You could be part of the very first Maltese mission to the International Space Station, supported by Evolve.
Project Maleth will usher Maltese science into a new era when it launches into space in the coming weeks. The mission, proudly bearing the flag of Malta and the Evolve logo, will blast off to the International Space Station at the end of August.
A biocube, containing a scientific experiment for research on diabetic foot ulcers, will be launched from Cape Canaveral and spend 45 days in space, where it will be remotely monitored.
You can be part of it
Professor Joseph Borg, who is spearheading Project Maleth, is on a mission to include the Maltese general public in a first-ever digital trip to space.
The cube will contain cameras as well as the experiment. In addition, there will be a USB card containing messages and photos received from the Maltese public.
He posted on social media: ‘I am so excited to now have the official astronaut USB that will carry precious digital messages from all over Malta. It will also carry the names of interested people and reserve their ticket to fly with us, simply by submitting their names to email@example.com.’
Prof Borg added: ‘We wanted to lend a space for free to our young and next generation of scientists, of people, who are willing and wanting to ask questions in order to push forward the extreme frontiers of excellence in science.
He added: ‘Looking at humanity’s past, we have come a long way already. But how much more exciting it is to look at the present, salvage and fix what we can, and improve for the future. We are accountable to life itself, and that is why I ask you to join me – as a life scientist to do whatever it takes to improve the health and medical sciences that we so need.’
The opportunity to send your name to the International Space Station comes with a Spaceomix souvenir boarding pass. All the participating names and backers will be digitally copied and together with a unique barcode and identifier will be sent inside the biocube.
What is the International Space Station?
The International Space Station welcomed its first crew, one American and two Russians in November 2000. Since then it has been constantly occupied. The 420 tonne station orbits 254 miles above the Earth at 17,000 miles per hour and cost more than €75 billion to build.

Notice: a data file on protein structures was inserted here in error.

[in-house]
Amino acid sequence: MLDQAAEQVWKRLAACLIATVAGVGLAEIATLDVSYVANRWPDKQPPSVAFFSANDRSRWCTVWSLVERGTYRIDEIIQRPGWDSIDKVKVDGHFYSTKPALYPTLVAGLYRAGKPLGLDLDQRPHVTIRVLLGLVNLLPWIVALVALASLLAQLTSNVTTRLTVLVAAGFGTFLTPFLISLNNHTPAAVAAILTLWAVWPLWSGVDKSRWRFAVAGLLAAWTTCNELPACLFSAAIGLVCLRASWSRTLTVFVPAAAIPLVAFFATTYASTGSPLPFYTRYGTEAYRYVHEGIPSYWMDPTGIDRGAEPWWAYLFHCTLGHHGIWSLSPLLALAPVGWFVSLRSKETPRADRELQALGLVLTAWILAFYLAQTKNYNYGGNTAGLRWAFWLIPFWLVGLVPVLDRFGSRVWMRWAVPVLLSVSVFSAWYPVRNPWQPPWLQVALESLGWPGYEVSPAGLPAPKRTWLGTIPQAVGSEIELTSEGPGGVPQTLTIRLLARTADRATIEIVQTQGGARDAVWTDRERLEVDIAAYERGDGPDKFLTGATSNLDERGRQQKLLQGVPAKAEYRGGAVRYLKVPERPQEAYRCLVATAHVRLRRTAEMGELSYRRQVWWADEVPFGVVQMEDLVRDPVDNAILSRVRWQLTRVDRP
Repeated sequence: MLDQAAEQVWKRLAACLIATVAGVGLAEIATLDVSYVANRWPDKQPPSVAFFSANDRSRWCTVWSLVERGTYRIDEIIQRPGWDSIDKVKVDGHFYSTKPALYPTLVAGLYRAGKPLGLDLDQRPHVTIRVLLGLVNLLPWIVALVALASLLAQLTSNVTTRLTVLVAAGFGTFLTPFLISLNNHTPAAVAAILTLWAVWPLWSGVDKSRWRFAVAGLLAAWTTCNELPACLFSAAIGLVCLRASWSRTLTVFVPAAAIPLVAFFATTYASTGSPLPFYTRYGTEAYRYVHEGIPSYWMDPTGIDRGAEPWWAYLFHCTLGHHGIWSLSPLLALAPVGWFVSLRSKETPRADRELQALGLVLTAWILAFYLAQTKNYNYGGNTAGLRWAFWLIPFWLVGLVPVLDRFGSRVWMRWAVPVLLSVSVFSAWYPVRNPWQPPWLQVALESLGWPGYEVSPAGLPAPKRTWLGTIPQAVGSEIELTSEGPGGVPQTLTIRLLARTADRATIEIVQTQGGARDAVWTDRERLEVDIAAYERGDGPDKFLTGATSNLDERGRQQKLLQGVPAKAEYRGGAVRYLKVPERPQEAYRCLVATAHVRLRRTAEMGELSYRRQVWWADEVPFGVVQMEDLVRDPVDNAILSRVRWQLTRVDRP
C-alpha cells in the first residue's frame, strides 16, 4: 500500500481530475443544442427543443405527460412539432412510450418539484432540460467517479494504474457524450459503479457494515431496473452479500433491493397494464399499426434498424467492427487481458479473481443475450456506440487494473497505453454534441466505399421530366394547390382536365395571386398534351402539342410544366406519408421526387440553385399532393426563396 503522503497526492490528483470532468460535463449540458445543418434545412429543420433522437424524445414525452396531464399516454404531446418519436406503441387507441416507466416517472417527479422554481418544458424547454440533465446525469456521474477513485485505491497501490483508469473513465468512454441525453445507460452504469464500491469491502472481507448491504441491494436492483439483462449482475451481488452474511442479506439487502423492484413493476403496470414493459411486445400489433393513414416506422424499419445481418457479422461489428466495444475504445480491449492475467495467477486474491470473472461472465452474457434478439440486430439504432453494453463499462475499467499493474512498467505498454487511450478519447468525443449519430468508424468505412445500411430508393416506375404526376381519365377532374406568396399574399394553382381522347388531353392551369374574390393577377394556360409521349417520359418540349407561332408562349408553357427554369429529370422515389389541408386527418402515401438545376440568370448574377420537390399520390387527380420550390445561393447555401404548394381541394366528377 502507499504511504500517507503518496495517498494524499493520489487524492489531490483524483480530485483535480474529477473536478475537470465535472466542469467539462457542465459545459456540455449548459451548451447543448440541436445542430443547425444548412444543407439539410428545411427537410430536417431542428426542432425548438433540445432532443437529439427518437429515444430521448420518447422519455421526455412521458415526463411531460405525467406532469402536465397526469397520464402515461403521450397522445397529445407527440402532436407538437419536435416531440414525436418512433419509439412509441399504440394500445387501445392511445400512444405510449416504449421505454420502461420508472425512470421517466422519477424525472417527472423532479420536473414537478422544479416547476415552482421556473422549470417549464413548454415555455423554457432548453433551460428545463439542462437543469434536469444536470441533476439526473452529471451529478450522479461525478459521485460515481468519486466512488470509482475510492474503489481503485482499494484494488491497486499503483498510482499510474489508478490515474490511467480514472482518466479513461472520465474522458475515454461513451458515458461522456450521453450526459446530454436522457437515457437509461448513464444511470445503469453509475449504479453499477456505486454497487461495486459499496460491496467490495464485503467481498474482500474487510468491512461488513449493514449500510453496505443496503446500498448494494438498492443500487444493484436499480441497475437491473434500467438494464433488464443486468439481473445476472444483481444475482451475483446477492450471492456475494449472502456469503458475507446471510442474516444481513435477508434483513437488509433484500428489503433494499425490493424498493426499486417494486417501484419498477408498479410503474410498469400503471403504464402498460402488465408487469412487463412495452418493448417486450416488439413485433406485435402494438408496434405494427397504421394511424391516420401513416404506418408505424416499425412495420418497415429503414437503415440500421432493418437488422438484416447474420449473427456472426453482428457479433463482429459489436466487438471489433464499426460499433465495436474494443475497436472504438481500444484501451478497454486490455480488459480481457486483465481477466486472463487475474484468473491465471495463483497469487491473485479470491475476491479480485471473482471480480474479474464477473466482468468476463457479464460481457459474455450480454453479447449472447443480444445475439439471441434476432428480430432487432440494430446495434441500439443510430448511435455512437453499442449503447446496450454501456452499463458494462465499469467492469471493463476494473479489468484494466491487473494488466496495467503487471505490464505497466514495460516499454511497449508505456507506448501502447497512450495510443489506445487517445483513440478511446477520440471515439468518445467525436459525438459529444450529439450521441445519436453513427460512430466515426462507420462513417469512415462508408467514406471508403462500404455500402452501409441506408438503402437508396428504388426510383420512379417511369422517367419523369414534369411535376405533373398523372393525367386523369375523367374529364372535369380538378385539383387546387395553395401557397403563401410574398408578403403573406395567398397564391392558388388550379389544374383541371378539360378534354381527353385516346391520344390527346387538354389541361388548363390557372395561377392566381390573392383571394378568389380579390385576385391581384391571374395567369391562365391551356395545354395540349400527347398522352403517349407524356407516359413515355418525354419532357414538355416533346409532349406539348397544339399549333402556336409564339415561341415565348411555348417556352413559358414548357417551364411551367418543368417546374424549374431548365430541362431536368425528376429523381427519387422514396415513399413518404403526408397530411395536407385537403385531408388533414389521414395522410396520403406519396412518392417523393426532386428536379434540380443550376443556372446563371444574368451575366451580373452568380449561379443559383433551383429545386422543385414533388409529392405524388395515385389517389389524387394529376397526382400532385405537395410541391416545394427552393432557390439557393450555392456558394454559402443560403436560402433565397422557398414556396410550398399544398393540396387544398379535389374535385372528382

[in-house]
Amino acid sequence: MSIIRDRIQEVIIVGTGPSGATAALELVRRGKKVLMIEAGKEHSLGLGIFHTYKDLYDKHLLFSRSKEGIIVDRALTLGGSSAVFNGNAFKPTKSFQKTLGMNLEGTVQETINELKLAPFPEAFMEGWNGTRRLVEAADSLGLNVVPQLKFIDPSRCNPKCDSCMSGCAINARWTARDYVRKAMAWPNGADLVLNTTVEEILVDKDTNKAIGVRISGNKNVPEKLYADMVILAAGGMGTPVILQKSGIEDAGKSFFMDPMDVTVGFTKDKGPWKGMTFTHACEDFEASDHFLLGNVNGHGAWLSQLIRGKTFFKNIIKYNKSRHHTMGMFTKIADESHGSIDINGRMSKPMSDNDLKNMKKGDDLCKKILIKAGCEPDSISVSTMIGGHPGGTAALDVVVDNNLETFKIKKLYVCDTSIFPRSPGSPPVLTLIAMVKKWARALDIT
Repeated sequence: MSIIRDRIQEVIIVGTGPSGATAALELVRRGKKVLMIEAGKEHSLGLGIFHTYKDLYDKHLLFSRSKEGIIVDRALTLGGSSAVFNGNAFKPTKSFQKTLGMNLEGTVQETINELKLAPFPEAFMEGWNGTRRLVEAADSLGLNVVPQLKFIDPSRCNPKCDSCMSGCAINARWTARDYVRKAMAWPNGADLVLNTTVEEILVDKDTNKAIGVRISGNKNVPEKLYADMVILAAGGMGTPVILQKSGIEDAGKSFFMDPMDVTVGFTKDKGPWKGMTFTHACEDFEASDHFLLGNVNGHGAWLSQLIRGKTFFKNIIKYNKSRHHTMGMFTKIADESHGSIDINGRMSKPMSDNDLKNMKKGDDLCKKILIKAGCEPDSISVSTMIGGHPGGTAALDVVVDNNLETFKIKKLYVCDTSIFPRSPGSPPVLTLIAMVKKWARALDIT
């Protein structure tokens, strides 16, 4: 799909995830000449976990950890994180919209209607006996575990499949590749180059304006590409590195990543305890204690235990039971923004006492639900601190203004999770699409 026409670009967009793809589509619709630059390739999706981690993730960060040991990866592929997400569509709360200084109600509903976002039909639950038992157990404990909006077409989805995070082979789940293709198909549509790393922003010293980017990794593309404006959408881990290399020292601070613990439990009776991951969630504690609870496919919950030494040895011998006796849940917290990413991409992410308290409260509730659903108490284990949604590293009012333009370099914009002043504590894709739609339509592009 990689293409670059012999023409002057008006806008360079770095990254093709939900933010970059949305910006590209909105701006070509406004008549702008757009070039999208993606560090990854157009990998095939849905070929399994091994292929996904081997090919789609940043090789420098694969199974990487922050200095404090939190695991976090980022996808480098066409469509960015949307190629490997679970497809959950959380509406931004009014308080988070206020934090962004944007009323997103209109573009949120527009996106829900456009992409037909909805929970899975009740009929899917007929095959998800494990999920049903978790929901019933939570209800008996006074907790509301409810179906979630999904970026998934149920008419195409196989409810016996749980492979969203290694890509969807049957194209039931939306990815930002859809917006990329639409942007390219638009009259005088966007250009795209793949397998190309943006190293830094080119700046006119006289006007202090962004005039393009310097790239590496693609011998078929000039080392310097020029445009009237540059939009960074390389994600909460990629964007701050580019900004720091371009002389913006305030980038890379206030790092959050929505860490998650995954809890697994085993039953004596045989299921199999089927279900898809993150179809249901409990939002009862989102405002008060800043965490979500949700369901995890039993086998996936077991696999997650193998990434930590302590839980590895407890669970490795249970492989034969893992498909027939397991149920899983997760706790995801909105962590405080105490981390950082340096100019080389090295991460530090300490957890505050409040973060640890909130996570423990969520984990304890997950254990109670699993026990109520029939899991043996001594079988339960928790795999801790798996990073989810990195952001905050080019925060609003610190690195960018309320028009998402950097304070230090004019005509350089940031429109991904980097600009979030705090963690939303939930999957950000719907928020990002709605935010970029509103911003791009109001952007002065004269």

At the time of the first expedition, the space station was a small orbiting complex of just three modules. Today, it is a sprawling research complex that is as large as a five-bedroom home with a gym, two bathrooms and a 360-degree bay window looking at Earth below.
Around 250 scientific investigations are conducted on the station at any given time, and an astronaut’s usual stay aboard the orbiting laboratory is six-months.
The ISS includes contributions from 15 nations including members of the European Space Agency, who send astronauts and experiments.
Why does it matter?
The station serves as a test bed for innovative technologies like recycling waste plastic and carbon dioxide filtration that are critical for long-duration missions on the lunar surface as part of the Artemis programme.
Crew member safety also is important for lunar missions, so data collected from bone scans and eye exams helps inform what happens to the human body in space.
State-of-the-art facilities on board station help NASA increase understanding of what it will take to expand human exploration beyond low-Earth orbit.
Evolve managing director Christopher Busuttil Delbridge said having an orbiting space lab is something ‘you can’t put a price on’.
He said: ‘It is a unique scientific laboratory and the science being done on the space station cannot be done anywhere else on Earth. There have been experiments looking at how cells change, how humans change and how materials change in space. All of these things are answering questions that are of benefit to everybody on Earth.’
Project Maleth is also backed by Malta’s Foreign Affairs Ministry, and the Ministry for Research and Innovation in collaboration with Space Applications Services based in Belgium.
The countdown is on for Project Maleth
The Evolve-backed space research project is featured on One TV News
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